Cause for the Canonization of 

Servant of God 

Demetrius Gallitzin

"Apostle of the Alleghenies"




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Saint Push Moves Ahead

by Susan Evans

The Tribune Democrat- 2 March 2007

LORETTO — The effort to canonize Prince Gallitzin will take another step forward with a ceremony scheduled for March 11 in Loretto, and the bishop is hoping for an overflow crowd.

Demetrius Gallitzin, the priest who brought Catholicism to this region, died in 1840 and was the first priest educated and ordained entirely in the U.S.

The diocesan drive for sainthood, in part spurred by Frank and Betty Seymour of Loretto, received a boost in 2005 when the Vatican declared that Gallitzin could now be referred to as “Servant of God.”

The next major step will be held in Loretto, with the March 11 opening session of what’s formally called the Diocesan Inquiry for the Cause of Canonization for Servant of God Demetrius Gallitzin.

Bishop Joseph Adamec will preside over the 3 p.m. session at the Basilica of St. Michael the Archangel and said he is hoping for a record attendance.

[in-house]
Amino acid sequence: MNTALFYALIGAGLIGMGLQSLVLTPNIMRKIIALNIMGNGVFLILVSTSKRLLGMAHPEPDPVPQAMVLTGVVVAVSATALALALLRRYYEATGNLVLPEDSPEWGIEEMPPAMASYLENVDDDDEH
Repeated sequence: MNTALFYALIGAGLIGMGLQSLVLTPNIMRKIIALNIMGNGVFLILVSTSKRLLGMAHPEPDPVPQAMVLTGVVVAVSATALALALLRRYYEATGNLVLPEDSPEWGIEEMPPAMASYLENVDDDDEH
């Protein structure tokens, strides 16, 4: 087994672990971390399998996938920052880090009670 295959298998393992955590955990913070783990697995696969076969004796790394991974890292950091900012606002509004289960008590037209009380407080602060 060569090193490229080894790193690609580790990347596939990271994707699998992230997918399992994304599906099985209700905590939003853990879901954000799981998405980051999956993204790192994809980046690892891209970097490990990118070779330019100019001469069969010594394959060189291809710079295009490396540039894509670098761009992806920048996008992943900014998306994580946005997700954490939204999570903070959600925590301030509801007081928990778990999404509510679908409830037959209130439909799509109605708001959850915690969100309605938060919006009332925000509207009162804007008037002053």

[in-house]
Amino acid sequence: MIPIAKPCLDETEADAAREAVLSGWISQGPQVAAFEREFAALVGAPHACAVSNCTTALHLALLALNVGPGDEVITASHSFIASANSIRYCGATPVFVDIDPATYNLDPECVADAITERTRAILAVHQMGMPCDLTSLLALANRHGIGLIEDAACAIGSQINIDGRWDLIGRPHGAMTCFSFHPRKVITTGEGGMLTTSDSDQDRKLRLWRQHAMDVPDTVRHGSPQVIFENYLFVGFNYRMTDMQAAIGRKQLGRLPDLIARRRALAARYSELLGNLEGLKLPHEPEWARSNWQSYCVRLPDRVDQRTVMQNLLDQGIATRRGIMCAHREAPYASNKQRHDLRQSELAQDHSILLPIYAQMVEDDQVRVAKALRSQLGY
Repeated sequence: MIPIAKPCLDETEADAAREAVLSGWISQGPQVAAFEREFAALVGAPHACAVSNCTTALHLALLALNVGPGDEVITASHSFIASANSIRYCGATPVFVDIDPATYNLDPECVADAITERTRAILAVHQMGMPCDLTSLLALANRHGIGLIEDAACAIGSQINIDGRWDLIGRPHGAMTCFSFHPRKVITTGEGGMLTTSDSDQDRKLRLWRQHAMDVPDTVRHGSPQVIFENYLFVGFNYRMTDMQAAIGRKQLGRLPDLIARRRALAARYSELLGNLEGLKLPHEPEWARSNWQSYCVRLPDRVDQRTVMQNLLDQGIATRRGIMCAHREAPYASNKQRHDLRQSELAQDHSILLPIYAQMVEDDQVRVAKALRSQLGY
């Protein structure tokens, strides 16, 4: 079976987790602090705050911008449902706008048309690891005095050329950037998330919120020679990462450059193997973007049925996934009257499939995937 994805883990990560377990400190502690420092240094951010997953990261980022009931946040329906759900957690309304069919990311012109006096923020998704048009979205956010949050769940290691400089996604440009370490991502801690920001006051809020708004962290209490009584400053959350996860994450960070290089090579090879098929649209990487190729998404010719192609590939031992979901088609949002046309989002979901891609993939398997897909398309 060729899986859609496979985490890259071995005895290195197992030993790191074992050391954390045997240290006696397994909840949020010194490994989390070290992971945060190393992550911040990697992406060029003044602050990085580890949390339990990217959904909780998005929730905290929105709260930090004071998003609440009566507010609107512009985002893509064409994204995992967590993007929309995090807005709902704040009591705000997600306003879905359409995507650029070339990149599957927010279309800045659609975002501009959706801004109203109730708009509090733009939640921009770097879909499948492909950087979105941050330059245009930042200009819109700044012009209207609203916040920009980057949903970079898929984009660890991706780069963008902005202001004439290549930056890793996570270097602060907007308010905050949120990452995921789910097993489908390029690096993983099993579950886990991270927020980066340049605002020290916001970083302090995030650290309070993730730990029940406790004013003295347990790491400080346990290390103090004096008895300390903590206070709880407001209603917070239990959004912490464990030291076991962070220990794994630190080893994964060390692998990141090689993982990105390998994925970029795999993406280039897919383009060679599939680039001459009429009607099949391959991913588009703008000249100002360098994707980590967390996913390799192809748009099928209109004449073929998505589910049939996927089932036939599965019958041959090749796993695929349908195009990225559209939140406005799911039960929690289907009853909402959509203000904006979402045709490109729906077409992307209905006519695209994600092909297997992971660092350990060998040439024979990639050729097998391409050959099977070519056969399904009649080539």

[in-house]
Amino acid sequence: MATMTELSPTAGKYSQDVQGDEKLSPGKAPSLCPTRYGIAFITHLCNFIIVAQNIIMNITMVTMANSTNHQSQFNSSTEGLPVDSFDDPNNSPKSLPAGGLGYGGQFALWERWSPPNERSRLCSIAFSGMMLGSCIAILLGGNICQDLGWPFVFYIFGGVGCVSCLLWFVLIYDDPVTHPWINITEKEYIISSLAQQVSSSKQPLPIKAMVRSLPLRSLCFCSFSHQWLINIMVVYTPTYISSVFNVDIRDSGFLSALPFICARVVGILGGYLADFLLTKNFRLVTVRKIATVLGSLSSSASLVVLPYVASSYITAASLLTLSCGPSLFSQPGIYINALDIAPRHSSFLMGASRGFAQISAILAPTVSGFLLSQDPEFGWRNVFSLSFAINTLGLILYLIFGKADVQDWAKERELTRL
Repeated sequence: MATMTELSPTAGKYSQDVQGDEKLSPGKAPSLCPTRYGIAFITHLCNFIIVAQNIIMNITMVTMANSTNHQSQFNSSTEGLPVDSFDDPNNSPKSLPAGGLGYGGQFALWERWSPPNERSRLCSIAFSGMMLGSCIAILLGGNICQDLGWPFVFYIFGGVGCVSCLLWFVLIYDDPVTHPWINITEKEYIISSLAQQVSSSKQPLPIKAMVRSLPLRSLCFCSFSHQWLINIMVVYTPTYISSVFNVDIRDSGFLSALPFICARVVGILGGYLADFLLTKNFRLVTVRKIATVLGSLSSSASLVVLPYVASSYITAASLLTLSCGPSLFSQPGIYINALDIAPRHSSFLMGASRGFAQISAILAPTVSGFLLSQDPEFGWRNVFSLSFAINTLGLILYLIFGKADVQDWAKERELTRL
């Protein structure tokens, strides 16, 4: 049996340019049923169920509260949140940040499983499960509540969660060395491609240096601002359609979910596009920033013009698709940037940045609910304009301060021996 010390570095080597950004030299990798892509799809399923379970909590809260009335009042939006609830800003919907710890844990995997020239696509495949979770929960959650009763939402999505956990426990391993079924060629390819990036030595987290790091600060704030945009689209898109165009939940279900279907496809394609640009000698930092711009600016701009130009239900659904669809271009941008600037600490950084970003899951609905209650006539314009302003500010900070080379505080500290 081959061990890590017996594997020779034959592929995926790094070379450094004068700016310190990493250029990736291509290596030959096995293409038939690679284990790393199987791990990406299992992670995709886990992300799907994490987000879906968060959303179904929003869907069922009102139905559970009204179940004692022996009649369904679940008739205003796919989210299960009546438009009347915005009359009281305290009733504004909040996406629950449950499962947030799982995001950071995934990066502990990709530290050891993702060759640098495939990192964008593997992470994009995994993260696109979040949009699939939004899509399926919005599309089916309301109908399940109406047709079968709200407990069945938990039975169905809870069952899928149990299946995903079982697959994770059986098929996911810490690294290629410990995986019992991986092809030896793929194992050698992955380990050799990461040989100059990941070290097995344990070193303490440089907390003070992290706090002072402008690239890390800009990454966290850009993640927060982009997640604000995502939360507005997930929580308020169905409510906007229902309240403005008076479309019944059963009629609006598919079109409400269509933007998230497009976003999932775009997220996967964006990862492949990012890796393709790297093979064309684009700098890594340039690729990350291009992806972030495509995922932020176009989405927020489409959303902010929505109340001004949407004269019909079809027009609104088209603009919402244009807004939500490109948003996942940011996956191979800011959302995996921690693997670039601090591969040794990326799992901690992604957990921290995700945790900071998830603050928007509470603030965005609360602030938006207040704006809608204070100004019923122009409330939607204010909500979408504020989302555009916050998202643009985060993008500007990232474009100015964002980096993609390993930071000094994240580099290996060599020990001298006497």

“This is a rare moment in the history of our diocese,” the bishop said in a release.

“My wish is that this occasion be recorded by history as one where the faithful filled the basilica to capacity. Such an outpouring will be of great assistance in proving the reverence that the Servant of God (Gallitzin) commands among the faithful to this day,” he said.

The procedure for the inquiry will be for the bishop to administer oaths to those who will be involved in the process. That will include the Seymours, who have chaired the diocesan task force for canonization.

They have spent years researching the life and times of Gallitzin, who was known as the Apostle of the Alleghenies.

The son of a Russian prince with Lithuanian roots and a German countess, Gallitzin gave up his wealthy heritage to serve as the only priest from Lancaster to St. Louis.

If the years-long drive for his canonization is successful, Gallitzin would become one of only a few with ties to the United States elevated to sainthood.

In 2004, a Russian television crew filmed a documentary about Gallitzin, which Roman Catholic clergy and area historians hope will assist the cause for his sainthood.

Locally, the Seymours have been scouring the area for artifacts attached to Gallitzin’s name, such as signatures, glasses, books or sacramentals to add to Gallitzin’s estate.

During his visit with Pope John Paul II in 2004, Adamec had the chance to praise the contributions of Prince Gallitzin, while putting in a plug for Gallitzin’s sainthood. Also as part of the process, Adamec has asked the bishops of Pennsylvania and New Jersey for their input.

The next step will involve forwarding the March 11 testimony to the Vatican as evidence in favor of Gallitzin’s sainthood.